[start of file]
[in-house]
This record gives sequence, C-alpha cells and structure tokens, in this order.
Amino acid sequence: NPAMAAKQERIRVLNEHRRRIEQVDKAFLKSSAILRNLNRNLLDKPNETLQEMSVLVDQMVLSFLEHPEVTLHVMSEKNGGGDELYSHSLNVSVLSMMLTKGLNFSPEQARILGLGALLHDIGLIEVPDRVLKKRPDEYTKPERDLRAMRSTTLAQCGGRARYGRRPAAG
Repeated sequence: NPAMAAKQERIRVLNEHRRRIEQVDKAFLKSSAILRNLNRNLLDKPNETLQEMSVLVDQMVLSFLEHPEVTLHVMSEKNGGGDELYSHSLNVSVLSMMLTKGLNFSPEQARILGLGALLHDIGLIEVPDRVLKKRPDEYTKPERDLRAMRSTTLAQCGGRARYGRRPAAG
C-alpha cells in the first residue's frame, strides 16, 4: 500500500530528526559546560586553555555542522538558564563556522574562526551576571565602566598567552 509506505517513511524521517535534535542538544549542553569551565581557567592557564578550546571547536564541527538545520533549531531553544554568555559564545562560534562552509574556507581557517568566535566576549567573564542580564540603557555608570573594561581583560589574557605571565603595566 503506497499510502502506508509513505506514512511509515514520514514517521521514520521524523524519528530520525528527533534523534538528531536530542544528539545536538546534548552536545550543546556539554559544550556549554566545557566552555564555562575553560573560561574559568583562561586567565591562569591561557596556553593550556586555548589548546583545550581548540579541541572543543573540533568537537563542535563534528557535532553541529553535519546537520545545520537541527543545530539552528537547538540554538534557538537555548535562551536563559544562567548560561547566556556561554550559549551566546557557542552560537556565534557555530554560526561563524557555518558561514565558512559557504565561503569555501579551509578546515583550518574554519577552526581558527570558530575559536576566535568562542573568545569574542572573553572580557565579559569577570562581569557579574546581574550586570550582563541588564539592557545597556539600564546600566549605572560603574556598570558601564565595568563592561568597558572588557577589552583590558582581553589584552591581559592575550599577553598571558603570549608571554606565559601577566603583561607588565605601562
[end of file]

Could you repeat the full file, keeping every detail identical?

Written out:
[in-house]
This record gives sequence, C-alpha cells and structure tokens, in this order.
Amino acid sequence: NPAMAAKQERIRVLNEHRRRIEQVDKAFLKSSAILRNLNRNLLDKPNETLQEMSVLVDQMVLSFLEHPEVTLHVMSEKNGGGDELYSHSLNVSVLSMMLTKGLNFSPEQARILGLGALLHDIGLIEVPDRVLKKRPDEYTKPERDLRAMRSTTLAQCGGRARYGRRPAAG
Repeated sequence: NPAMAAKQERIRVLNEHRRRIEQVDKAFLKSSAILRNLNRNLLDKPNETLQEMSVLVDQMVLSFLEHPEVTLHVMSEKNGGGDELYSHSLNVSVLSMMLTKGLNFSPEQARILGLGALLHDIGLIEVPDRVLKKRPDEYTKPERDLRAMRSTTLAQCGGRARYGRRPAAG
C-alpha cells in the first residue's frame, strides 16, 4: 500500500530528526559546560586553555555542522538558564563556522574562526551576571565602566598567552 509506505517513511524521517535534535542538544549542553569551565581557567592557564578550546571547536564541527538545520533549531531553544554568555559564545562560534562552509574556507581557517568566535566576549567573564542580564540603557555608570573594561581583560589574557605571565603595566 503506497499510502502506508509513505506514512511509515514520514514517521521514520521524523524519528530520525528527533534523534538528531536530542544528539545536538546534548552536545550543546556539554559544550556549554566545557566552555564555562575553560573560561574559568583562561586567565591562569591561557596556553593550556586555548589548546583545550581548540579541541572543543573540533568537537563542535563534528557535532553541529553535519546537520545545520537541527543545530539552528537547538540554538534557538537555548535562551536563559544562567548560561547566556556561554550559549551566546557557542552560537556565534557555530554560526561563524557555518558561514565558512559557504565561503569555501579551509578546515583550518574554519577552526581558527570558530575559536576566535568562542573568545569574542572573553572580557565579559569577570562581569557579574546581574550586570550582563541588564539592557545597556539600564546600566549605572560603574556598570558601564565595568563592561568597558572588557577589552583590558582581553589584552591581559592575550599577553598571558603570549608571554606565559601577566603583561607588565605601562